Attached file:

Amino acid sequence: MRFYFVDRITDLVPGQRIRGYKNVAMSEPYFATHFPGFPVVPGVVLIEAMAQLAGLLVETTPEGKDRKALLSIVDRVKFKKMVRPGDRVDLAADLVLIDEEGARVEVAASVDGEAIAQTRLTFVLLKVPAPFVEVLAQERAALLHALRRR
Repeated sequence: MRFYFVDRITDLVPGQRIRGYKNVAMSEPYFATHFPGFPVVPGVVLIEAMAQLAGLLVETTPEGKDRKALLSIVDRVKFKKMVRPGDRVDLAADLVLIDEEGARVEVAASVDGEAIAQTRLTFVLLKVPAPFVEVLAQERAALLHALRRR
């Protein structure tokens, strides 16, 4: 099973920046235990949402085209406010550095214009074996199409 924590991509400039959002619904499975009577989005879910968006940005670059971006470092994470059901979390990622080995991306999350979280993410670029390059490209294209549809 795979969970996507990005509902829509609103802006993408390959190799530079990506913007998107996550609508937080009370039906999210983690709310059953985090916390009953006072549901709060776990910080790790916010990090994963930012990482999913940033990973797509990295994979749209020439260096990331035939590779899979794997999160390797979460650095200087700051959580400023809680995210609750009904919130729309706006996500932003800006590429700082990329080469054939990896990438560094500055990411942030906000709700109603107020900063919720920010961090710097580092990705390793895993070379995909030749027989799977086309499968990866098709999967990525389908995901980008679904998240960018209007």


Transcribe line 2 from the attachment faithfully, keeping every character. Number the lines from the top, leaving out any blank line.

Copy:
Repeated sequence: MRFYFVDRITDLVPGQRIRGYKNVAMSEPYFATHFPGFPVVPGVVLIEAMAQLAGLLVETTPEGKDRKALLSIVDRVKFKKMVRPGDRVDLAADLVLIDEEGARVEVAASVDGEAIAQTRLTFVLLKVPAPFVEVLAQERAALLHALRRR